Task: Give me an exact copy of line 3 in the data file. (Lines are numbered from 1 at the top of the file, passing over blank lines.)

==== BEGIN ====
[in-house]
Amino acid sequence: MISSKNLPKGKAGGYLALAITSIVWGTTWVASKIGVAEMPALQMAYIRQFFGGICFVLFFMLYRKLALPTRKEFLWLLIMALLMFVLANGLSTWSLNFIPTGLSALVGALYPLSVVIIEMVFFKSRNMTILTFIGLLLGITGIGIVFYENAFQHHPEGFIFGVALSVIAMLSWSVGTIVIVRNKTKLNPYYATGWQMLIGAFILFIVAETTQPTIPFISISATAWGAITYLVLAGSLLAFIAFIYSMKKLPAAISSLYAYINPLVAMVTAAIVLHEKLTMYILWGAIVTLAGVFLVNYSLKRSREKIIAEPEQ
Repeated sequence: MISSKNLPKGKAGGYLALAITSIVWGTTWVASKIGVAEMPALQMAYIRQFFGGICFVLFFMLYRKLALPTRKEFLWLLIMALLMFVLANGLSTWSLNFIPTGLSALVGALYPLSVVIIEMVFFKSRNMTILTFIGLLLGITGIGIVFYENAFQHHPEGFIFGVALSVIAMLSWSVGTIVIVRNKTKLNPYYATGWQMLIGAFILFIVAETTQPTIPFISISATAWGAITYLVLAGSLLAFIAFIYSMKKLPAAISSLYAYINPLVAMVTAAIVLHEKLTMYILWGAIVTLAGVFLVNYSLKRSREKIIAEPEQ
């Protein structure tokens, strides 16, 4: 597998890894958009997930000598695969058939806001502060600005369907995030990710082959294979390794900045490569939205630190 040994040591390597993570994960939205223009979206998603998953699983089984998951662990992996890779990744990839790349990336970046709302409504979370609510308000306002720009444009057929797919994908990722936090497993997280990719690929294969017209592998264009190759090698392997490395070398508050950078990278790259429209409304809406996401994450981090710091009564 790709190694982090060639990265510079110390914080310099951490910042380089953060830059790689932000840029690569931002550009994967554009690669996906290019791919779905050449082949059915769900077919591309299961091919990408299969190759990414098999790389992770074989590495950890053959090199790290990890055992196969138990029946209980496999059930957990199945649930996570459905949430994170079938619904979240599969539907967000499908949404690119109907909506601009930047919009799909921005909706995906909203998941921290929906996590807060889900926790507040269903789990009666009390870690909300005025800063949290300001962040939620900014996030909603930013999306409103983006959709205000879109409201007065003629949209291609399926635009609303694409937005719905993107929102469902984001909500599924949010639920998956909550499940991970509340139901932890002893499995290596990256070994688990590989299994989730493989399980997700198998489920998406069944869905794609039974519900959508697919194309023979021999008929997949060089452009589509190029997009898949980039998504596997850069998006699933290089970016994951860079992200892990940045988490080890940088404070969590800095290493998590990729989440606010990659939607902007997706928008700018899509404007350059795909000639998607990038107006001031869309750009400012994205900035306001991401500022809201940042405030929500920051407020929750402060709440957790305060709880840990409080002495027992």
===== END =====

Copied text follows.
Repeated sequence: MISSKNLPKGKAGGYLALAITSIVWGTTWVASKIGVAEMPALQMAYIRQFFGGICFVLFFMLYRKLALPTRKEFLWLLIMALLMFVLANGLSTWSLNFIPTGLSALVGALYPLSVVIIEMVFFKSRNMTILTFIGLLLGITGIGIVFYENAFQHHPEGFIFGVALSVIAMLSWSVGTIVIVRNKTKLNPYYATGWQMLIGAFILFIVAETTQPTIPFISISATAWGAITYLVLAGSLLAFIAFIYSMKKLPAAISSLYAYINPLVAMVTAAIVLHEKLTMYILWGAIVTLAGVFLVNYSLKRSREKIIAEPEQ